Multichoice wants stricter rules on Netflix

Multichoice, the company behind the satellite TV service that brings you the same episode of that reality TV show that first aired in 2000, wants stricter regulations on Netflix.

In case you couldn’t tell, this is just silly enough that I figure this whole article is my take on it.

Anyway according to MyBroadband, Multichoice thinks that the American company has an unfair advantage in how it operates, and feels it should have to abide by BEE rules, employ South Africans and pay taxes in our country despite not actually being based here.

These are the same guys who found no racism in the Ashwin Willemse saga, talking about enforcing BEE as a means of reducing Netflix’s market share.

You can’t just regulate one company, so any regulation on Netflix would probably also apply to services such as Twitch or YouTube, and if the regulation weren’t written properly, probably the entire rest of the world’s Internet.

And the response from the entire rest of the world’s Internet would be to look at our country, look at how much money they make here, and figure it isn’t worth it and suddenly we have to use proxy servers to see most of it.

Not that half the population aren’t doing so already to get around region locks.

Before Multichoice starts suggesting draconian regulations that could fundamentally change how the web works, maybe they should recognise that their 30 year monopoly is no longer the guaranteed cash cow it used to be, and get some actual good stuff people want to watch.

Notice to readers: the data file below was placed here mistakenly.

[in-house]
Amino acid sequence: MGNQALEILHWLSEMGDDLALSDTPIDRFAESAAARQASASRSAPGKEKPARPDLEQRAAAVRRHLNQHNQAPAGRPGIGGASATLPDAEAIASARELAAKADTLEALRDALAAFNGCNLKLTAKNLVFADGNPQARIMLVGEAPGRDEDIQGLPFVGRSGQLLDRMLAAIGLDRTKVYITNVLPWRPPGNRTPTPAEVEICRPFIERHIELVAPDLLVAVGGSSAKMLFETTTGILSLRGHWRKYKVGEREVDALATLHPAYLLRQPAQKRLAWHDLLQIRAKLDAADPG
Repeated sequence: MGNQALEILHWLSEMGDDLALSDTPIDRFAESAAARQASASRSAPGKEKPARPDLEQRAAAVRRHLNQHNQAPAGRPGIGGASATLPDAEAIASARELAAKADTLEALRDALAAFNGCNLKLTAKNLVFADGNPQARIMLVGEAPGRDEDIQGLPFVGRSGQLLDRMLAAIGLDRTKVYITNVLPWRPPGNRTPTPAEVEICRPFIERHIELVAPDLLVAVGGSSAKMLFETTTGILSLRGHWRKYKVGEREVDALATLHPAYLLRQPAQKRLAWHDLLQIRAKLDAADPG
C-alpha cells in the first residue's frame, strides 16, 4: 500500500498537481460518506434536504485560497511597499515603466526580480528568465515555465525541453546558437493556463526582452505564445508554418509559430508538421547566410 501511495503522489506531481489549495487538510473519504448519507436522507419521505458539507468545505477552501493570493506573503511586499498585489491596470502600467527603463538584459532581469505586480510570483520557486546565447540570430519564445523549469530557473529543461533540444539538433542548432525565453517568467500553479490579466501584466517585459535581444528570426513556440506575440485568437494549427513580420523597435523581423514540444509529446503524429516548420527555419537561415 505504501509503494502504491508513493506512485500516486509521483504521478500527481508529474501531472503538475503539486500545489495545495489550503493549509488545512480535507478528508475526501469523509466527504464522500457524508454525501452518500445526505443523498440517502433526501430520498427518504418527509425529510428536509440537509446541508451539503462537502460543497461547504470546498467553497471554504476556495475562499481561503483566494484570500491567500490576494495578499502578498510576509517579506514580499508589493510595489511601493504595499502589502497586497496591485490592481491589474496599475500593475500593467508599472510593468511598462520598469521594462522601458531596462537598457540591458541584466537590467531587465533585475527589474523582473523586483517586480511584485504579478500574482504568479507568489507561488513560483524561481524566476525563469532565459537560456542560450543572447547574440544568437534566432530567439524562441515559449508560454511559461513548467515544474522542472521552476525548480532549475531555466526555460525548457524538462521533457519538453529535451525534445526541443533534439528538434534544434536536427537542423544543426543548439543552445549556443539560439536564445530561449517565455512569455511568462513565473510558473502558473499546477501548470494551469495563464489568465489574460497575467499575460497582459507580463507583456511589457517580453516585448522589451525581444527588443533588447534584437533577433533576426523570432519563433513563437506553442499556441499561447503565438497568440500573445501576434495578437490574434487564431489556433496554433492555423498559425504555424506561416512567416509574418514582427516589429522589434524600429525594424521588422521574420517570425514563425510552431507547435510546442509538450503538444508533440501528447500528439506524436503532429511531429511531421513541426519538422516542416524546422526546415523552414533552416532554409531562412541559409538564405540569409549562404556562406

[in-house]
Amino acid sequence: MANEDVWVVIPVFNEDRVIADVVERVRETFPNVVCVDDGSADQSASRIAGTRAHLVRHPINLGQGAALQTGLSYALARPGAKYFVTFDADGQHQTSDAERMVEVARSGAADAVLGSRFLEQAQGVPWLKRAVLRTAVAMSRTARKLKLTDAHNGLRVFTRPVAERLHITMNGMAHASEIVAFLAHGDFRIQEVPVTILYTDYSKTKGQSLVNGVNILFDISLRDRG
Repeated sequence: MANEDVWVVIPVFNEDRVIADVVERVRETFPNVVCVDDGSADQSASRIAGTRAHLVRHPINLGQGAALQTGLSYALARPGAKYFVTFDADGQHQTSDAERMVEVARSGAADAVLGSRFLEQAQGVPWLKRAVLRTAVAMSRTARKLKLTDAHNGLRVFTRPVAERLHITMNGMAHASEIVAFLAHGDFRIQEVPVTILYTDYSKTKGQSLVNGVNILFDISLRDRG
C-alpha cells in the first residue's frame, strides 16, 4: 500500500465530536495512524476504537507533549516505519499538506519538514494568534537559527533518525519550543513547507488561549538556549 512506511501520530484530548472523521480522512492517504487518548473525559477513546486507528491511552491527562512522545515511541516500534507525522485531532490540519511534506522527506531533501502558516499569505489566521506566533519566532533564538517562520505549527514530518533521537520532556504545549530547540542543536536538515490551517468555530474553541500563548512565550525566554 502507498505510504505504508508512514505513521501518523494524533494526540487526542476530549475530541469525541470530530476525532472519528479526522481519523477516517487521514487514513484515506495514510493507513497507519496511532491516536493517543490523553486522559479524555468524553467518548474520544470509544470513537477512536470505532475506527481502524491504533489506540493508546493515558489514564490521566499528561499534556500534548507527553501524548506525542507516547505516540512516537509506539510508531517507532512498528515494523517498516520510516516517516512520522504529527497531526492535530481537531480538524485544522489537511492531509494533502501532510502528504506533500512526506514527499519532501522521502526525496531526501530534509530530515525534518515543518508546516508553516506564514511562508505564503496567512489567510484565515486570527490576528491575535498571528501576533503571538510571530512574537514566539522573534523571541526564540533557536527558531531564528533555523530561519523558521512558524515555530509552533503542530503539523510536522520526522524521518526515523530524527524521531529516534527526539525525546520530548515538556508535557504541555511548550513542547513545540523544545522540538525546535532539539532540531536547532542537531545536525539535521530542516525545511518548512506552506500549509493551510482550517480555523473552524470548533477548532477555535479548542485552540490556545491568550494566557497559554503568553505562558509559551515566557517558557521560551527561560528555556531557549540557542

Seriously, I cancelled my subscription to DSTV after, having not watched it for six months, I turned it on and found exactly the same episodes I’d watched six months earlier, and I realised this was the same experience I had six months before that. Their content was staler then the smell that came off their dealings with the Guptas.

I don’t use online streaming services because they’re cheaper, I use them because they’re better. I suspect the same is true for all of us, about all DSTV has going for it is the sports channels, and sooner or later streaming services will start doing a better job on those too.

And maybe cut out the adverts trying to sell DSTV to people who already have DSTV.


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